46Walker, op. cit., note 7 above; Salter, On asthma, op. cit., note 38 above, pp. 166–76.

47Walker, op. cit., note 7 above.

48Salter, On asthma, op. cit., note 38 above, p. 176.

49Berridge, op. cit., note 2 above; Foxcroft, op. cit., note 2 above; and Mills, op. cit., note 2 above.

50G H Smith, ‘On opium smoking among the Chinese’, Lancet, 19 Feb. 1841–2, i: 707–10, quote at p. 710.

51Anon., What opium feels like. By one who has tried it, (1870), John Burns Collection, Greater London Record Office. See also Berridge, op. cit., note 2 above, p. 196; Foxcroft, op. cit. note 2 above, p. 73.

52Berridge, op. cit., note 2 above, p. 204.

53Charles R Broadbent, A medical treatise on the causes and curability of consumption, laryngitis, chronic catarrh, and diseases of the air passages, Boston, Damrell and Welch, 1862, p. 48.

54Sanders, op. cit., note 8 above, p. 75.

55A W B Simpson, ‘Quackery and contract law: the case of the Carbolic Smoke Ball’, Journal of Legal Studies, 1985, 14: 345–89; Janice Dickin McGinnis, ‘Carlill v. Carbolic Smoke Ball Company: influenza, quackery, and unilateral contract’, Can. Bull. Med. Hist., 1988, 5: 121–41. The full Court of Appeal judgement is given in Carlill v. Carbolic Smoke Ball Company, 1893, 1 QB 256.

56For further examples of the range of medicated powders and cigarettes available, see Mark Sanders’ collection at http://inhalatorium.com; National Library of Medicine, Breath of life, Washington, 1998.

57On concerns about bronchial irritation and other side effects, see Sidney Martin, ‘A clinical lecture on asthma and its treatment’, Br. Med. J., 24 Dec. 1898, ii: 1861–3; J B Berkart, On bronchial asthma: its pathology and treatment, London, Oxford University Press, 1911, pp. 97–8. On the preference for oral tinctures of stramonium or belladonna, see C Theodore Williams, ‘The value of inhalations in the treatment of lung disease’, Br. Med. J., 29 Sept. 1888, ii: 700–6.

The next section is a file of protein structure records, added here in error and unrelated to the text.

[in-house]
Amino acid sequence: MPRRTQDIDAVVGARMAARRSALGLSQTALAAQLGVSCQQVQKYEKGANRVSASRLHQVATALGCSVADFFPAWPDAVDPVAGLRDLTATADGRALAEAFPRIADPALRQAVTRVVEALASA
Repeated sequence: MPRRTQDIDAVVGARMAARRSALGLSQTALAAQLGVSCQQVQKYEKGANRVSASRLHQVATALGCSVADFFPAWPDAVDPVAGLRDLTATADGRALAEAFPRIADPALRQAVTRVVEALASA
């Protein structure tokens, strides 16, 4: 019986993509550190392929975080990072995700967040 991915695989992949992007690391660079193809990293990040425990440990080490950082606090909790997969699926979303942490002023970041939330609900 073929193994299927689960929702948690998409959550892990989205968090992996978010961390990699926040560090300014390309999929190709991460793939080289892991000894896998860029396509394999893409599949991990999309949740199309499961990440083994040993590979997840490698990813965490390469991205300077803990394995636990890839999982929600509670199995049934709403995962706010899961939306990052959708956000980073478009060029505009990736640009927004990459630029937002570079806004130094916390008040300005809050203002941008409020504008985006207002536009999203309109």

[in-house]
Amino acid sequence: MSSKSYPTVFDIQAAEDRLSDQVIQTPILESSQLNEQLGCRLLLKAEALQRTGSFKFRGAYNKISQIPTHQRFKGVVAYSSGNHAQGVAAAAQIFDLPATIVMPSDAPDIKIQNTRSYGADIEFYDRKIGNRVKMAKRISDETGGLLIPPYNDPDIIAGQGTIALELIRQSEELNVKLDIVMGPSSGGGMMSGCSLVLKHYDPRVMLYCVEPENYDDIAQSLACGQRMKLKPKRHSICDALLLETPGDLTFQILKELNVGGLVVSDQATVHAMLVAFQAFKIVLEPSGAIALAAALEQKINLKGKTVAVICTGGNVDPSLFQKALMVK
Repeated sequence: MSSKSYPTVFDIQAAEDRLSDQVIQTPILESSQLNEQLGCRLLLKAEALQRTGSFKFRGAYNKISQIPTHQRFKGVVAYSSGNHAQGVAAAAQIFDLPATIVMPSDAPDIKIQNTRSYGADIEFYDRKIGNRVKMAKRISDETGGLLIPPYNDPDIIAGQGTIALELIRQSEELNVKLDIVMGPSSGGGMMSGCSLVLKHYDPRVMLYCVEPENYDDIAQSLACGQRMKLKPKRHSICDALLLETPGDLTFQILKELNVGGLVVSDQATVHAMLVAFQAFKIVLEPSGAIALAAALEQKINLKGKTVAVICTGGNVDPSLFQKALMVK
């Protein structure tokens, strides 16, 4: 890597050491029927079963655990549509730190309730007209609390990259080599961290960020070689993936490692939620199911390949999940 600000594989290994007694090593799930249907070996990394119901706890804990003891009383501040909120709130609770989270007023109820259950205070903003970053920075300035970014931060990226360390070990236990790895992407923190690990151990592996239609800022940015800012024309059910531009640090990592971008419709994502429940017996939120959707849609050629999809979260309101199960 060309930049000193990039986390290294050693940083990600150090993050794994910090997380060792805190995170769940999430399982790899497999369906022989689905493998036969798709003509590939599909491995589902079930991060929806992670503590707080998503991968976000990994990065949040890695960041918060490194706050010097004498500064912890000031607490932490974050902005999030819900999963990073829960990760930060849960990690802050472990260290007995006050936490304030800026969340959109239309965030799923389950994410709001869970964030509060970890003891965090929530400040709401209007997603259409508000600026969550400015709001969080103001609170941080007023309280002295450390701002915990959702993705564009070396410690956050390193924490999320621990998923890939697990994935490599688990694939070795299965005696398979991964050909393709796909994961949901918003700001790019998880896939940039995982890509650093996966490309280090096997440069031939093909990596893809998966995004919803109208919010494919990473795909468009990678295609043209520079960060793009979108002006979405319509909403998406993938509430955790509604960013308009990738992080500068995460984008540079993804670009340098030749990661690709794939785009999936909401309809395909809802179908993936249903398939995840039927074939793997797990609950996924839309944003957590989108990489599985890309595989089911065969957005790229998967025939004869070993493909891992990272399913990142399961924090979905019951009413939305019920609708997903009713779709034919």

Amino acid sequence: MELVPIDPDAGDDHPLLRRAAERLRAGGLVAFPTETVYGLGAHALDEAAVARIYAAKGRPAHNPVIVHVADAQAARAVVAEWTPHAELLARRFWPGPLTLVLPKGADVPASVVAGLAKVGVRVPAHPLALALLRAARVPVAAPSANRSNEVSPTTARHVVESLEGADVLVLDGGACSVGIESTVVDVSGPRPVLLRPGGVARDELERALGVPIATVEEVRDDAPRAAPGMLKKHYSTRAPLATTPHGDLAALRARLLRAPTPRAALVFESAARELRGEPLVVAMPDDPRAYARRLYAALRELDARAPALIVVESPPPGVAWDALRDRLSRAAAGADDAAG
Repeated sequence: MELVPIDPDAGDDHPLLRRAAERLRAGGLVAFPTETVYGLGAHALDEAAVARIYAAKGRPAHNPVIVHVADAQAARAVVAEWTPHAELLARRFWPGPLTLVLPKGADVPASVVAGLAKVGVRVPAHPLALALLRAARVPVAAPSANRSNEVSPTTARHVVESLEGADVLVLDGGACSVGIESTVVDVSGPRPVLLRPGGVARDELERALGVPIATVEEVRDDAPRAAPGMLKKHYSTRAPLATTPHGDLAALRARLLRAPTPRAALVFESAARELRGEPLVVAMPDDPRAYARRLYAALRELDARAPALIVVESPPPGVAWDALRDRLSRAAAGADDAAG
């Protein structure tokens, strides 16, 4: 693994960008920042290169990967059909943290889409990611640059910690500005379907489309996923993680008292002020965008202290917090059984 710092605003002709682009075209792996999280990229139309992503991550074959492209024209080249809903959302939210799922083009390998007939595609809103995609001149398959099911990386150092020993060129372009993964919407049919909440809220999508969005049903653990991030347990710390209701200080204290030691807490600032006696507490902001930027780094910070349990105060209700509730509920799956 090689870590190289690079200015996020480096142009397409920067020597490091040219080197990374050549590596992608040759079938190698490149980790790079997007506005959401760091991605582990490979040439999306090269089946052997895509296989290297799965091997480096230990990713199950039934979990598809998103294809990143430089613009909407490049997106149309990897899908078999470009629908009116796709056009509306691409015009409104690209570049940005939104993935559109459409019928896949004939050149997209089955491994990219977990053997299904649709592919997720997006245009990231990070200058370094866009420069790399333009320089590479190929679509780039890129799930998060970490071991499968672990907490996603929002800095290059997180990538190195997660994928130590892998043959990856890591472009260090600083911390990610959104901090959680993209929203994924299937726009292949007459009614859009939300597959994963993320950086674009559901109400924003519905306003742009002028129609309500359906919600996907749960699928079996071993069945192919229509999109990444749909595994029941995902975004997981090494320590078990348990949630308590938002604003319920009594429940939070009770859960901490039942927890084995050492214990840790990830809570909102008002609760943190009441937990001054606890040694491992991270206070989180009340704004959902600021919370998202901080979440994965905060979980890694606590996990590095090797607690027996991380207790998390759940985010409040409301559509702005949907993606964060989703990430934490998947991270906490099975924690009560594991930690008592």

58Walter Hayle Walshe, A practical treatise on the diseases of the lungs, London, James Walton, 1871, pp. 552–3; E Symes Thompson, ‘Notes of a lecture on hay-fever’, Br. Med. J., 21 Jan. 1871, i: 58–60.

59Céleste Albaret, Monsieur Proust, ed. Georges Belmont, London, Collins and Harvill Press, 1976, p. 63.

60Ibid., p. 62.

61Henry Hyde Salter, On asthma: its pathology and treatment, 2nd ed., London, John Churchill and Sons, 1868, p. 2.

62For a brief discussion of tobacco use in asthma during the nineteenth and early twentieth centuries, see H Silvette, P S Larson, and H B Haag, ‘Medical uses of tobacco, past and present’, Virginia Medical Monthly, 1958, 85: 472–84.

63William Osler, The principles and practice of medicine, 4th ed., New York, D Appleton, 1901, p. 632.

64Eric K Chu and Jeffrey M Drazen, ‘Asthma: one hundred years of treatment and onward’, Am. J. Respir. Crit. Care Med., 2005, 171: 1202–8. Stramonium was also recommended for the treatment of asthmatic children during the inter-war years: L A Reynolds and E M Tansey (eds), Childhood asthma and beyond, Wellcome Witnesses to Twentieth Century Medicine, vol. 11, London, Wellcome Trust Centre for the History of Medicine at UCL, 2001.

65H Herxheimer, ‘Atropine cigarettes in asthma and emphysema’, Br. Med. J., 15 Aug. 1959, ii: 167–71, at p. 171. See also Harold A Abramson, ‘Therapy of asthma with reference to its psychodynamic pharmacology’, Bull. N. Y. Acad. Med., 1949, 25: 345–63.

66For further discussion, see Mark Jackson, Allergy: the history of a modern malady, London, Reaktion Books, 2006, pp. 27–55.

67Berkart, op. cit., note 57 above, p. 97.

68Arthur Hurst, ‘An address on asthma’, Lancet, 28 May 1921, i: 1113–17, at p. 1117.

69Warren T Vaughan, Strange malady: the story of allergy, New York, Doubleday, Doran, 1941, pp. 179–80.

70Doris J Rapp and A W Frankland, Allergies: questions and answers, London, Heinemann, 1976, pp. 34, 95; emphasis in original.

71See Jackson, op. cit., note 13 above.

72George W Bray, ‘The treatment of asthma’, Br. Med. J., 19 Jan. 1935, i: 119–21.

73George W Bray, ‘The treatment of asthma’, Post-grad. Med. J., Oct. 1935, 11: 339–45.

74Dharmendra, ‘Asthma’, Indian Med. Gaz., 1936, 1: 279–84.